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Meaningless Meetings

Table of contents for "Ask Kimberly" English Journal II

  1. Meaningless Meetings
  2. The Confidence to Go For It!
  3. Becoming Global-minded
Negative business women(This article is part of a series originally published in Japan by ALC Press English Journal, and is written in “Global English”. CLICK HERE to see the accompanying video, spoken in “Global English”.)

QUESTION:  “My whole day is an endless string of attending meaningless meetings, which are a complete waste of time. Help!”

ANSWER: Unfortunately every day millions of employees just like you drown in a sea of worthless meetings. Meetings cost money! Just multiply everyone’s hourly pay by the length of a meeting to estimate how much. Whether you’re the leader or just a participant, you have a responsibility to make your meetings worth your company’s investment.

Make your meetings “R.O.A.R.R.”! The elements of effective meetings are concisely summarized in this acronym. Follow this simple recipe to make meetings into a valuable use of time.

  • Have a REASON for meeting. When you’re invited to attend a meeting and you don’t know why it’s being held, or why you’re invited, it’s perfectly reasonable to ask “What’s the purpose of this meeting?” If this question can’t be answered the meeting should be canceled or you politely decline the invitation. No meeting should be purposeless!
  • Define the OUTCOMES expected by the end of each meeting. What must be accomplished in the meeting? Is there information to be exchanged, a decision to be made, a problem to be solved? The only thing achieved during many meetings is that the team agrees to meet again!
  • Create an AGENDA estimating how time will be spent. Post this agenda where everyone can see it, and monitor the time spent on each item. You don’t need to follow the agenda exactly. An agenda is a guideline, not a straightjacket!
  • Agree on RULES for participants. Every team should create “Team Working Together Agreements”. These should include starting and ending meetings on time, mobile phone use guidelines, decision-making processes, listening generously, and treating each other with respect. Post agreements prominently, and share responsibility for reminding each other to follow them.
  • Share ROLES among participants. If you’re the leader, ask for help, and if you’re a participant, offer help. Some important roles are Timekeeper, Note-taker, and Action Item Recorder. Have a Scribe who captures highlights of discussions on flip charts on the wall, and use a Facilitator separate from the leader, who focuses on meeting processes so the Leader can focus on the content.

Pluses & Changes. Spend three minutes at the end of each meeting for a meeting review. Ask “What was effective in today’s meeting?” and “What could we change to make our next meeting even more effective?” Incorporate changes to improve the value of the team’s time together.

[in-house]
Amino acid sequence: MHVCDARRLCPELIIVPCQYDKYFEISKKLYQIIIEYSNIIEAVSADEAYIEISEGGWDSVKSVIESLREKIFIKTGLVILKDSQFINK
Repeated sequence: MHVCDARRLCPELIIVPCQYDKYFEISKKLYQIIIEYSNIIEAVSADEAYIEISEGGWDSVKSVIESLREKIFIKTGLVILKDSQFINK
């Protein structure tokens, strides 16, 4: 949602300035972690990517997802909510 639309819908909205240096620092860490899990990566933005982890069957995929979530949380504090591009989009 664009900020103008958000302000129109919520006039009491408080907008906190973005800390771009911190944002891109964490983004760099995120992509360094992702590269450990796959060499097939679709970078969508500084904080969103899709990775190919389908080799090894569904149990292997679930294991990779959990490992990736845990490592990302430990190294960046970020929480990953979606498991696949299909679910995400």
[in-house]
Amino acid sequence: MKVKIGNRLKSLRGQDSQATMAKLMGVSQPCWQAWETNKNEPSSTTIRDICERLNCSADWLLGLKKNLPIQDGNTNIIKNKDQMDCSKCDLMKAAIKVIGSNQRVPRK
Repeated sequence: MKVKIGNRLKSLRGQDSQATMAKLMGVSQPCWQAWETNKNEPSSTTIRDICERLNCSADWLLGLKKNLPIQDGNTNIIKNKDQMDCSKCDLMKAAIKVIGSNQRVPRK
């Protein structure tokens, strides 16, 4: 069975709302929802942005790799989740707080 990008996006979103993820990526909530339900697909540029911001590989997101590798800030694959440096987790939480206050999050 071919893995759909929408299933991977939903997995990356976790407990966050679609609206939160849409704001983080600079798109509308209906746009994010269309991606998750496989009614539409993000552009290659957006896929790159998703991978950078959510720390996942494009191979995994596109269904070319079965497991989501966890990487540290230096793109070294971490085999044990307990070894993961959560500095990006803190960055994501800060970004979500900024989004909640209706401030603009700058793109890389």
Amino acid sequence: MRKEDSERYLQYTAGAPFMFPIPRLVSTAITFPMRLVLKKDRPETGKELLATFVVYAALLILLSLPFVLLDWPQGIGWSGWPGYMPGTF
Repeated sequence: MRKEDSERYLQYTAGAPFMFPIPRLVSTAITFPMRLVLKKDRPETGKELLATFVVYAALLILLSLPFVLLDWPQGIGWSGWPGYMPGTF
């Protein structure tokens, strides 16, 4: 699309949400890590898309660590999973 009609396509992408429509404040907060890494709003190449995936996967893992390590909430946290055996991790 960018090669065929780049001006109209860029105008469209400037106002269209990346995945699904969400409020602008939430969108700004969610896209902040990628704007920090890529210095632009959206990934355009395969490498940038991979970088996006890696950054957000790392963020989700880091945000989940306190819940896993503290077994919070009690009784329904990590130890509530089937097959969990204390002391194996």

The purpose of meetings is communication, and communication is important work. If you apply these straightforward practices to your meetings you will transform them from a waste of time into an effective way to get work done. Choose one area at a time to focus on and make your meetings ROARR!


About the Author

Kimberly Wiefling is the author of one of the top project management books in the US, "Scrappy Project Management - The 12 Predictable and Avoidable Pitfalls Every Project Faces", and the founder of Wiefling Consulting, LLC, a scrappy global consulting enterprise committed to enabling her clients to achieve highly unlikely or darn near impossible results, predictably and repeatedly. Her work focuses on keynote speaking and workshops on practical and sensible business leadership and project/program management scaled for the size of the company and the project. She has worked with companies of all sizes, including one-person ventures and those in the Fortune 500, and she has helped to launch and grow more than half a dozen startups, a few of which are reaping excellent profits at this very moment. She spends about half of her time working with Japan-based companies that are committed to developing truly global leaders. Kimberly holds a B.S. in Chemistry and Physics from Wright State University and a M.S. in Physics from Case Institute. She spent 10 years at HP working in product development project management and engineering leadership. She worked with several startups, including a Xerox Parc spinoff where she was the VP of Program Management. In 2001 she launched her consulting practice and never looked back. She holds a certificate in project management through UC Santa Cruz Extension, where she is an instructor in the Project and Program Management Certificate Program. Kimberly spends about half of her time facilitating leadership, communication and execution excellence workshops for leaders of Japanese companies committed to becoming truly global. Thousands of people have viewed the hysterical video documenting the final phase of completing her book at You can reach her via email at
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